During  What Now? the 2021 HPG Symposium, we charged three artists to collaborate with grad students to create new works based on their original scholarship. The artist/scholar pairs met for two months ahead of the symposium and then debuted their work to a live audience. Read about each of our contributors and see their art below.


Aunt Molly Jackson

Iris Gottlieb is an illustrator and author best known for using art to demystify complexities of history, science, sociology, and her own experience. Passionate about race and gender equity in classical music, Elias Gross comes to UNC with a background in arts administration, music education, and viola performance. Gross is currently studying the life and music of Aunt Molly Jackson, a feminist icon and folk hero, on which Iris’s illustration is based. 


Kamara Thomas is a singer, songspeller, mythology fanatic, and multidisciplinary storyteller based in Durham, NC. Deanna Corrin is a PhD student in Geography studying feminist political geography, health geography, political ecology, and wildfires. The music and visuals Kamara devised bring Deanna’s work on the devastation of the Paradise wildfire into perspective, capturing the concept of solastalgia: emotional distress from environmental change. 


Nervous Endings

Jessica Q. Stark is a mixed-race poet and scholar that lives in Jacksonville, Florida. Jacob Griffin  is a PhD student in Anthropology on the Biology, Ecology, and Evolution Track. He studies the deterioration of physiological functions associated with advancing age due to inflammation dysregulation. The poem and accompanying art Jessica created beautifully folds Jacobs research into her own creative work about the body and her mother’s life. Read it below.


Nervous Endings

Eros is everywhere. It is what binds.

—John Updyke 

She’s young in age but knows her sage
She knows a page or two from the book of the luck

—Princess Nokia

Like a probable god, I am

the archetype of a shape

small desires at the end

of my arms and nose

of houses and undone 

hours against bone

This is a memory test. I am going to read a list of words 

that you will have to remember now and later on. Listen carefully. 

When I am through, tell me as many words as you can remember. 

It doesn’t matter in what order you say them.


What happens against 

a body occupied

a clock’s antidote to

a gone-village, gone

home for dispersion—

an absence, a little 

string laid out 

on life’s plank

on the phone

my mother worries

about her death, what

time it will be

who will care

who will take

she drinks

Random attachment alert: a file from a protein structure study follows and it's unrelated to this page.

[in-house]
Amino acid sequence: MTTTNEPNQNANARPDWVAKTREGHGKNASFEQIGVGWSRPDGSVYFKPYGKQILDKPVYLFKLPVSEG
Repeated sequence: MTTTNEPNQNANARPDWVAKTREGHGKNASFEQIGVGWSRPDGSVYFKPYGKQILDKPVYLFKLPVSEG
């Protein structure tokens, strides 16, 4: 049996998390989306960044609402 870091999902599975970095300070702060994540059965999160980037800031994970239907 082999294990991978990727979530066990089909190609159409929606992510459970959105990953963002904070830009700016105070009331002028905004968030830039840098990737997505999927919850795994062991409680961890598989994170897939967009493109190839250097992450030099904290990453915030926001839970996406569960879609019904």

green tea against life’s

petty inflammations

childhood of rice

childhood of smallpox

of dirty water

and dead brothers—

her mother’s infection

impressing upon the

fabric of her body

like loose thread

I’m older now, she says

a little incantation as 

permission to stay

stone-still against 

memory’s stable—

the food between us

that she lets rot

I am going to read the same list for a second time. 

Try to remember and tell me as many words as you can, 

including words you said the first time.


What of a village?

My mother left

an airplane 

and returned twenty

years later to a hole in

her body, my body

like a net of 

decisions unmade

you can resist death,

but you can’t refuse

water—can’t garbage

a little white lie

she says the first time

she saw the ocean

she was up so high

moving away 

from every

known word

through blue sky

she moves slower

now and dyes her hair

weekly against

love’s firmament

what is an age,

but accumulation,

but a finite template

for life’s choices—

to move, 

to be still,

to love plainly, 

or to survive

I will ask you to recall those words again at the end of the test.






– – –

This poem was written in collaboration with Jacob Griffin’s research on inflammation, pathogen exposure, physical activity and aging from his dissertation, “The Role of Adiposity Induced Inflammation in Biological Aging.”

The questionnaire language is extracted from the Montreal Cognitive Assessment (MoCA) Administration and Scoring Instructions.

Annotated illustrations are woodcut excerpts from “De Humani Corporis Fabrica Libri Septem” (“On the fabric of the human body in seven books”) written by Andreas Vesalius and published by Johannes Oporinus in May 1543. One of the earliest accounts of anatomical illustrations, these woodcuts were recompiled as a “six-series” side-by-side by Harvey Cushing in “A Bio-Bibliography of Andreas Vesalius” (1943).